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Paludiculture – Productive Use of Wet Peatlands: Climate Protection – Biodiversity – Regional Economic Benefits

By: Wendelin Wichtmann(Editor), Christian Schröder(Editor), Hans Joosten(Editor), Michael Succow(Preface By), Martin Frick(Foreword By)

272 pages, 153 colour & b/w photos and b/w illustrations, 109 tables

Schweizerbart Science Publishers

Hardback | Apr 2016 | #229227 | ISBN-13: 9783510652839
Availability: Usually dispatched within 1-2 weeks Details
NHBS Price: £82.99 $106/€90 approx

About this book

Language: English

Peatlands cover some 4 million km² worldwide. Approximately 15% of this area – particularly in the temperate zone and the (sub)tropics – is drained, largely to be used for conventional agriculture and forestry. Drainage leads to irreparable damage to peatlands. Subsidence and soil degradation frustrate long-term peatland utilisation and are responsible for almost 6% of the total global anthropogenic greenhouse gas emissions.

Soil degradation and greenhouse gas emissions can be strongly reduced by rewetting. Rewetting, however, makes conventional land use impossible. In contrast, paludiculture on wet and rewetted peatlands allows for permanent, sustainable cultivation of peatlands.

The volume introduces paludiculture as a novel land use practice for the production of biomass, which is further able to reactivate or sustain a wide variety of ecosystem services impaired by peatland drainage. Biomass from wet peatlands is useful for various applications: as fuel and raw material, food, fodder and medicine.

The authors discuss and evaluate the ecosystem services and economic feasibility of various land use options. Practical recommendations for and legal aspects of implementing paludicultural methods are presented as well as experiences with its worldwide application. The historical development of peatland utilization, including its increasing intensification, the resulting soil degradation, and the recent development of paludiculture as an alternative, balanced land use approach are described.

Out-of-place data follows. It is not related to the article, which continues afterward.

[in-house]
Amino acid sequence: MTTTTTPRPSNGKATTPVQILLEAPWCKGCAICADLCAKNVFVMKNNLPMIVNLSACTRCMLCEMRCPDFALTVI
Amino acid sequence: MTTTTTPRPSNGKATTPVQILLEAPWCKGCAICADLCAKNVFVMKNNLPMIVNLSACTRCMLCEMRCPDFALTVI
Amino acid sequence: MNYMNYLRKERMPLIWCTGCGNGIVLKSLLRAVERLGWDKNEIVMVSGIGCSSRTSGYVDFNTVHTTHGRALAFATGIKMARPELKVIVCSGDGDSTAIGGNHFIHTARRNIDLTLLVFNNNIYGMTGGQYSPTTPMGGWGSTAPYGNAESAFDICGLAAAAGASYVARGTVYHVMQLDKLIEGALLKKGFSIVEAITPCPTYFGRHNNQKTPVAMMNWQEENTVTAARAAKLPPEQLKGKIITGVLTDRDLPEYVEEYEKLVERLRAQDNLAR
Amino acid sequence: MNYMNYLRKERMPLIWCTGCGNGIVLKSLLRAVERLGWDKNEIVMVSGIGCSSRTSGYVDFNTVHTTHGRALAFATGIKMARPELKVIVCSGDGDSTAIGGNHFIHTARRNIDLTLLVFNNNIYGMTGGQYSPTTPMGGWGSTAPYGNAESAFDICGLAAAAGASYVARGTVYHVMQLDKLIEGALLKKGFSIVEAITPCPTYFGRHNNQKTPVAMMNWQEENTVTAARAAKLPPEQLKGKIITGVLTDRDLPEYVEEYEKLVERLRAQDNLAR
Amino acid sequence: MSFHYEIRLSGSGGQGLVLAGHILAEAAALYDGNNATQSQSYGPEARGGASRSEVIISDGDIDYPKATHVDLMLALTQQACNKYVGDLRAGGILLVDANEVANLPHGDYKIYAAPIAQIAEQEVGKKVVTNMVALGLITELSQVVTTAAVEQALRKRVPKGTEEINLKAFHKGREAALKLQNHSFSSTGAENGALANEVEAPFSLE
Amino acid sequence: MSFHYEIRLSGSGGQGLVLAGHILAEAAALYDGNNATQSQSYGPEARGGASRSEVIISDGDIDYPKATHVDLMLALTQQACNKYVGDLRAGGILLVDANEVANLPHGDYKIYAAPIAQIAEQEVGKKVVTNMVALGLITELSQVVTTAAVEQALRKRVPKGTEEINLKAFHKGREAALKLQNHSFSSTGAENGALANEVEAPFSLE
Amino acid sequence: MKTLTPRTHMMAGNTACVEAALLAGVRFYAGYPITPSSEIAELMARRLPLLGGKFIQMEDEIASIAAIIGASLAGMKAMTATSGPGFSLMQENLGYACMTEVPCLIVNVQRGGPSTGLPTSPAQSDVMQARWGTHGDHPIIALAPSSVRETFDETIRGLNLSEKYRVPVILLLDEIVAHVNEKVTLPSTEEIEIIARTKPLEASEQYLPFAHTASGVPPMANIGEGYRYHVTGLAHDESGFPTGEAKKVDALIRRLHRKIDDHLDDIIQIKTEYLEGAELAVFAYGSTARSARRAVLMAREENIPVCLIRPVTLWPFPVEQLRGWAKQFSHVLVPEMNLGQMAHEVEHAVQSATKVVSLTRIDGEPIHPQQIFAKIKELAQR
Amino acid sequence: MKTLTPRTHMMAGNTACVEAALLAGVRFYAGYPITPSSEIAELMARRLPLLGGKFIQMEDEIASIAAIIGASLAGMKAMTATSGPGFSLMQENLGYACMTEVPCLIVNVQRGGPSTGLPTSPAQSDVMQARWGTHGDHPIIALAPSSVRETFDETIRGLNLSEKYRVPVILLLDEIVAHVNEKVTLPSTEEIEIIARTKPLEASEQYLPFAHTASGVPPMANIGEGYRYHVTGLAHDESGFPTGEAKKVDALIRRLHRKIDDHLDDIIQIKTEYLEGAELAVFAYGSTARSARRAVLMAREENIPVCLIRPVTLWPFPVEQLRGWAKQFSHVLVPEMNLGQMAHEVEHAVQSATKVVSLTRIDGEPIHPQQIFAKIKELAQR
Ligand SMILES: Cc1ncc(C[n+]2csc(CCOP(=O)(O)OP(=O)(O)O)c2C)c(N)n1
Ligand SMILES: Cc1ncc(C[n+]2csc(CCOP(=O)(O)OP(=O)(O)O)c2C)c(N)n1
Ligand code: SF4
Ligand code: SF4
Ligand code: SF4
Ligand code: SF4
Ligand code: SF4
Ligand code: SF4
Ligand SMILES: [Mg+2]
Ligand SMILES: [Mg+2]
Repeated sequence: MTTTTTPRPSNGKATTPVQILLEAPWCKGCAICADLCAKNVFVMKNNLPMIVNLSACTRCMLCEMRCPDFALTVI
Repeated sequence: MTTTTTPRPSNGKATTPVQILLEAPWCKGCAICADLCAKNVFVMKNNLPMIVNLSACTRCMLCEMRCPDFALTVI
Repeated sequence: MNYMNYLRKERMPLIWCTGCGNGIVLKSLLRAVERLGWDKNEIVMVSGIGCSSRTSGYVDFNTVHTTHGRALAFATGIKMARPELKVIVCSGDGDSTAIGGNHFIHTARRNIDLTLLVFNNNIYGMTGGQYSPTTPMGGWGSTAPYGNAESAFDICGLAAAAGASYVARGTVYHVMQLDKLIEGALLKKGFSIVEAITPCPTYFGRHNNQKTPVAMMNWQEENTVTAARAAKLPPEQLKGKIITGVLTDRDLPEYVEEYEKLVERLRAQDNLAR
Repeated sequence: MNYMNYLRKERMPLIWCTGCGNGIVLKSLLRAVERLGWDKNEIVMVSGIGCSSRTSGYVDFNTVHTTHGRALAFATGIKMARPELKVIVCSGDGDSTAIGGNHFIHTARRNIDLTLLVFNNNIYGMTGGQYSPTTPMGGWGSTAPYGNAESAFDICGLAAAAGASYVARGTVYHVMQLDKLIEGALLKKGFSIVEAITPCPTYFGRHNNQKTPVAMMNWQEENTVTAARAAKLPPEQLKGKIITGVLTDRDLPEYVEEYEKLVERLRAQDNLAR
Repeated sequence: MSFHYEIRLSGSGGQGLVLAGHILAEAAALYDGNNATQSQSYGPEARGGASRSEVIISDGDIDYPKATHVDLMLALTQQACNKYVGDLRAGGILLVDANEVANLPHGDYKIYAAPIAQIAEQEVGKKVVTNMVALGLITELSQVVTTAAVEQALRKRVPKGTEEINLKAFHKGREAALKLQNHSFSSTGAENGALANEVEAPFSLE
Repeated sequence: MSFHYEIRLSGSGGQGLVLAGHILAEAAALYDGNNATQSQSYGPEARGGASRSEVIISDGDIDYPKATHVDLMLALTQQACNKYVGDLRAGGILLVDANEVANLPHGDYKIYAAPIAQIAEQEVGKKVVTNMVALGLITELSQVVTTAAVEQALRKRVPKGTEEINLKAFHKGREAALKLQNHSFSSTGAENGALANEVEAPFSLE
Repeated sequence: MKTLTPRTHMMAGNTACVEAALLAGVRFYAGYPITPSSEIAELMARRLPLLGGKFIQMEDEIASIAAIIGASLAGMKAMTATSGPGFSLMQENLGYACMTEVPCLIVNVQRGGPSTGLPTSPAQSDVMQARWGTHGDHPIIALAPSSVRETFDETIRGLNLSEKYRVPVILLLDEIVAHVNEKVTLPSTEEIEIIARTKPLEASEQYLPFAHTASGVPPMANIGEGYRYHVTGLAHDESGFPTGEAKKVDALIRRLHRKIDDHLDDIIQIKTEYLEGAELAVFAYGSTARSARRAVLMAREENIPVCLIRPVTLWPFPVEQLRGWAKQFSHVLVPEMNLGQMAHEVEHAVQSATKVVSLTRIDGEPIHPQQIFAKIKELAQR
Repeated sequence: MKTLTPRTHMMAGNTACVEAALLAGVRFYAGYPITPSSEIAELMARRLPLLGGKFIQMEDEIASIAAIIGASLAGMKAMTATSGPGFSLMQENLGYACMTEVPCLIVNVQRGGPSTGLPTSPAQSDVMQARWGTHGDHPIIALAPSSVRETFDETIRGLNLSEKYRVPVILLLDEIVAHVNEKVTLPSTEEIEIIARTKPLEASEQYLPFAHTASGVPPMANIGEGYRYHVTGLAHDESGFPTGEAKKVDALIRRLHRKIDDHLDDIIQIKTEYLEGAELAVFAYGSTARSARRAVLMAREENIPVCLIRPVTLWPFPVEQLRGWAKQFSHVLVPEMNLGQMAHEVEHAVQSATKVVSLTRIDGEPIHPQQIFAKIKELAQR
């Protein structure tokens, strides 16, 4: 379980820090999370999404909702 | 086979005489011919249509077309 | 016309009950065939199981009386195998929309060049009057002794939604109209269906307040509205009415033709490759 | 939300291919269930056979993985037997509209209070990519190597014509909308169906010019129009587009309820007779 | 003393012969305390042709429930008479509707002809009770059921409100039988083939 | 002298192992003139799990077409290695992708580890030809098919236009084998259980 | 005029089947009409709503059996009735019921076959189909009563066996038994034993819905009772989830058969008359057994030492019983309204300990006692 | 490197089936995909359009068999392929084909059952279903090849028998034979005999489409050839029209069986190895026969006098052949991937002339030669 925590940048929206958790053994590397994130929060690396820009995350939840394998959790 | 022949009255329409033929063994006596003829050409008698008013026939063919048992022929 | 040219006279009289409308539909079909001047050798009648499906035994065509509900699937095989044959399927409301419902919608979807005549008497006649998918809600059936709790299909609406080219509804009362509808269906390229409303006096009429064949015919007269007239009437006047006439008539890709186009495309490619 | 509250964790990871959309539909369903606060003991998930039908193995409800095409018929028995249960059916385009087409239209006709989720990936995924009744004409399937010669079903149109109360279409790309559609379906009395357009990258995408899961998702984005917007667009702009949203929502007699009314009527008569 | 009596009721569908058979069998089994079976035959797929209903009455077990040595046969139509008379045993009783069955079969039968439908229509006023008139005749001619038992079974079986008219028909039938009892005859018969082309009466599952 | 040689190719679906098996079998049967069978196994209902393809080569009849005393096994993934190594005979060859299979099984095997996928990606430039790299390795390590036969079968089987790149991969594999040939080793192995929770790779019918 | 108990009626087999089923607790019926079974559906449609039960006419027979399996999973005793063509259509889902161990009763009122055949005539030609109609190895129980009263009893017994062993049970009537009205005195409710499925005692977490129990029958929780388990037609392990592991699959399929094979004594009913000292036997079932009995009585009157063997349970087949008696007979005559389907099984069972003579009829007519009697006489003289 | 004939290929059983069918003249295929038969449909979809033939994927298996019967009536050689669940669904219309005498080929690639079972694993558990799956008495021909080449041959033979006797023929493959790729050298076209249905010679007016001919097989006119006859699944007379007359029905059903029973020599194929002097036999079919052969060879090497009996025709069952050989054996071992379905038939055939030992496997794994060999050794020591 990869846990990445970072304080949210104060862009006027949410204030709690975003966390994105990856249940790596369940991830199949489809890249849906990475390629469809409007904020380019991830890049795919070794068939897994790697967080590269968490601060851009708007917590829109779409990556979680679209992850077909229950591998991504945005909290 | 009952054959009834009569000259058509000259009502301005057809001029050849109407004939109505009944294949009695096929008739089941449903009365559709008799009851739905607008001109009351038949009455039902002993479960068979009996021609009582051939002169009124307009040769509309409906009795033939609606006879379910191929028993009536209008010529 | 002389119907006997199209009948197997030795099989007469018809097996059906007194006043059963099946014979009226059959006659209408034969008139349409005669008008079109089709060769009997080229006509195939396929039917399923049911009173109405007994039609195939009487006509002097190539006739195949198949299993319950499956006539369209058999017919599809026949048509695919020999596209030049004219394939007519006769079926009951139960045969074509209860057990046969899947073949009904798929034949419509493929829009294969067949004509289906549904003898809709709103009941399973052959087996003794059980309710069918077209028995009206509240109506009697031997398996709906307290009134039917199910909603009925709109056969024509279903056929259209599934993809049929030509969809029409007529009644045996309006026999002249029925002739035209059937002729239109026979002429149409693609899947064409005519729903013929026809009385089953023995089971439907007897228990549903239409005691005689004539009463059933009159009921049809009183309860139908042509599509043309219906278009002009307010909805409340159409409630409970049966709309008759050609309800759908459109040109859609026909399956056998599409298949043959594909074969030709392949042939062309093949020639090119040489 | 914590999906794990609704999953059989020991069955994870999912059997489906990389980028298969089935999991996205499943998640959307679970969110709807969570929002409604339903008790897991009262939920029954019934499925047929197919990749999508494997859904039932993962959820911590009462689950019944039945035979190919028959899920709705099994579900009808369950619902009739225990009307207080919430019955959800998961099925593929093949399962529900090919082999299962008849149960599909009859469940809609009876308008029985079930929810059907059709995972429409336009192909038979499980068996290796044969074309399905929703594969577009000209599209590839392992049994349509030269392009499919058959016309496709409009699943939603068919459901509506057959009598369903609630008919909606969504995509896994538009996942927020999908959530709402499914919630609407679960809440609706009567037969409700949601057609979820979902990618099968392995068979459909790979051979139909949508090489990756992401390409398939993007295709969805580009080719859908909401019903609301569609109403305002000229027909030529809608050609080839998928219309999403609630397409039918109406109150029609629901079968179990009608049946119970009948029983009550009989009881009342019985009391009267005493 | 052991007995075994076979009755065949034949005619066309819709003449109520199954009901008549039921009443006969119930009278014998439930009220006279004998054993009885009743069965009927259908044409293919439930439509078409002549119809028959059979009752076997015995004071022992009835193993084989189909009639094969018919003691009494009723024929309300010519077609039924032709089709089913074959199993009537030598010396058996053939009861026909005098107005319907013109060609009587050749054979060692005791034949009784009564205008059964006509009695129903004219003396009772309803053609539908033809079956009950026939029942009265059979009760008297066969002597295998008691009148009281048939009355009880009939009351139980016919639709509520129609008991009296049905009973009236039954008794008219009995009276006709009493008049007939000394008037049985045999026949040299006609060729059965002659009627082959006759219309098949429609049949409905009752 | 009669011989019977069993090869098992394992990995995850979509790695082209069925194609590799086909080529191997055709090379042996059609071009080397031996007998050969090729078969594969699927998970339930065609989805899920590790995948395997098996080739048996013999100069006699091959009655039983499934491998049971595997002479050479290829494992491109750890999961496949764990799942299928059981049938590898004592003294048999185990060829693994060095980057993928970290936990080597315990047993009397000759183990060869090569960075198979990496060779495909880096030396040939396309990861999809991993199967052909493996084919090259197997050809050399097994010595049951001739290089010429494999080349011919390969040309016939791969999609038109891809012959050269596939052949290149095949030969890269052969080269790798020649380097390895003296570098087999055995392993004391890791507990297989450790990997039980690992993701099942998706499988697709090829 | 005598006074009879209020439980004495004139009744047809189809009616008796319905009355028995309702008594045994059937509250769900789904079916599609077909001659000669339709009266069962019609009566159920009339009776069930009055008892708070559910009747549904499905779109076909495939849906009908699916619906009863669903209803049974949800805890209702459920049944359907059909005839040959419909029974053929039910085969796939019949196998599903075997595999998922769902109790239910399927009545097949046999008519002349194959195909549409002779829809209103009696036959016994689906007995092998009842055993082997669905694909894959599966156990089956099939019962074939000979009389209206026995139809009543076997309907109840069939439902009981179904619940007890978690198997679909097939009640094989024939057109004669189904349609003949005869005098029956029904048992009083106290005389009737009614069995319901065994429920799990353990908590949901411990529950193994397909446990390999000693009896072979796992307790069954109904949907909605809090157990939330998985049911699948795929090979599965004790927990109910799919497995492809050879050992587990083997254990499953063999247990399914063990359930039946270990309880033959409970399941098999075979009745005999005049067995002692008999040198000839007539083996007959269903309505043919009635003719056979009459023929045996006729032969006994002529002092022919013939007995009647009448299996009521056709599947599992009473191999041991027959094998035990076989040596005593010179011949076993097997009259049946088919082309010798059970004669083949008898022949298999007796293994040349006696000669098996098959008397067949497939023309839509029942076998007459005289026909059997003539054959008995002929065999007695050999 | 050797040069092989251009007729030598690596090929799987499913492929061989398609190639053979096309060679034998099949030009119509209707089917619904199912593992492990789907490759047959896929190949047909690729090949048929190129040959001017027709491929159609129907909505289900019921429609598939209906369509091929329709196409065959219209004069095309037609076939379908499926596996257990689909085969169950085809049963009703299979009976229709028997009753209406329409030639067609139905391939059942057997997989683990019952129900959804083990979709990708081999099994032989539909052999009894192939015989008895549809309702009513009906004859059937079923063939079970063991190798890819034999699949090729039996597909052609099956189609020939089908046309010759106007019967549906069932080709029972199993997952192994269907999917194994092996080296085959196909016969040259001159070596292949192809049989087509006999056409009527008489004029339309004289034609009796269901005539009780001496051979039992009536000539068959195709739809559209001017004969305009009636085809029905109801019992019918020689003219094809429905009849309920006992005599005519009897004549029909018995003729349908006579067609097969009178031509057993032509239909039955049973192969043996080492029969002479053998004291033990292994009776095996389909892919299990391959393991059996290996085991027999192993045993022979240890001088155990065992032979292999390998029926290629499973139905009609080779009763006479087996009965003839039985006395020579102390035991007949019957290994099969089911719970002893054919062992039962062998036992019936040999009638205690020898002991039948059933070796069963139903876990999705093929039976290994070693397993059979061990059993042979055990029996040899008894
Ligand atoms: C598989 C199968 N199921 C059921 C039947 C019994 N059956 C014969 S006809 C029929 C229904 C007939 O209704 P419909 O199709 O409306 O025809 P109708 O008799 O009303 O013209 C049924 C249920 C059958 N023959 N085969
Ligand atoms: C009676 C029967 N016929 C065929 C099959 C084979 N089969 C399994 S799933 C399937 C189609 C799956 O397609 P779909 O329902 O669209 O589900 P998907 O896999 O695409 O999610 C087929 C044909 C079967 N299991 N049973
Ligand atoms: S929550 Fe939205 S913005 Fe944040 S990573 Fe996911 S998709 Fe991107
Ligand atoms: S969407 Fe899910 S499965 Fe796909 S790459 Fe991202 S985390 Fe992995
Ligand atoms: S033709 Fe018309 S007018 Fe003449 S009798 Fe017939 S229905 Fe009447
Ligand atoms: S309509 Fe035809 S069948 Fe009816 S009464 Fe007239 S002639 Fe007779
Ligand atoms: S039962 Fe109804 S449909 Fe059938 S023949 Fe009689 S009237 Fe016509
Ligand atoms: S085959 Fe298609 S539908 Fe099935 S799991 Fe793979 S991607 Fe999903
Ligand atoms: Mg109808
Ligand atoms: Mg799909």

Paludiculture – Productive Use of Wet Peatlands provides extensive information for practioners and scientists as well as decision-makers in politics, management, and explains the principles of wise peatland management, encouraging the worldwide implementation of paludiculture as a unique form of sustainable utilisation of organic soils.


Preface by the laureate of the Right Livelihood Award, Michael Succow V
Foreword by the Food and Agricultural Organisation (FAO), Martin Frick VI

1 Paludiculture as an inclusive solution 1

2 The limits of drainage based peatland utilisation 3
2.1 Fen peatland use in Northeast Germany 3
2.2 Drainage induced peat degradation processes 7
2.3 Impact of drainage on productivity 9
2.4 Ecosystem services of peatlands 13

3 Production and utilisation of paludiculture biomass 21
3.1 Promising plants for paludiculture 22
3.2 Edible and medical plants from paludiculture 38
3.3 The production of fodder in paludiculture 39
3.4 Material use of biomass from paludiculture 43
3.5 Solid energy from biomass 44
3.6 Liquid and gaseous biofuels 54

4 Harvest and logistics 59
4.1 Trafficability of wet and rewetted fens 59
4.2 Agricultural machinery for wet areas 64
4.3 Logistics of biomass production on wet peatlands 70
4.4 The feasibility of biomass harvest from paludiculture 76

5 Ecosystem services provided by paludiculture 79
5.1 Greenhouse gas emissions 79
5.2 Biodiversity 94
5.3 Local climate and hydrology 102
5.4 Nutrient balance and water pollution control 106

6 Economics of paludiculture 109
6.1 Economic aspects of paludiculture on the farm level 109
6.2 Certification of biomass from paludiculture 120
6.3 The creation of regional value 132
6.4 Welfare aspects of land use on peatland 134

7 Legal and political aspects of paludiculture 143
7.1 The legal framework 143
7.2 Agricultural policy 149
7.3 Control mechanisms and incentives for paludiculture 152

8 Social aspects of paludiculture implementation 157
8.1 The relationship between humans and mires over time 157
8.2 The integration of stakeholders and the public 162
8.3 Acceptance and implementation at the producer level 168
8.4 Transfer of knowledge 171

9 Sustainability and implementation of paludiculture 175
9.1 Sustainable land use 175
9.2 Availability of suitable areas 178
9.3 The decision-support tool TORBOS 185
9.4 Technical measures for implementing paludiculture 188
9.5 Implementation and administrative approval in Germany 194

10 Paludiculture in a global context 197
10.1 Global demands and international commitments 199
10.2 The global potential and perspectives for paludiculture 200
10.3 Germany - Rewetting and paludiculture in Mecklenburg-West Pomerania 204
10.4 Belarus - Biomass from rewetted peatlands as a substitute for peat and for promoting biodiversity 205
10.5 Poland - Paludiculture for biodiversity and peatland protection 207
10.6 Indonesia - Paludiculture as sustainable land use 217
10.7 China - Paper from the water 223
10.8 Canada - Harvesting Typha spp. for nutrient capture and bioeconomy at Lake Winnipeg 226

11 The way out of the desert - What needs to be done 229
11.1 Problems of peatland management and the necessity of paludiculture 229
11.2 Challenges for practice 230
11.3 Awareness raising and communication 231
11.4 Politics and society 231
11.5 Research questions 232
11.6 Outlook 233

References 235
List of contributors 263
Index 265

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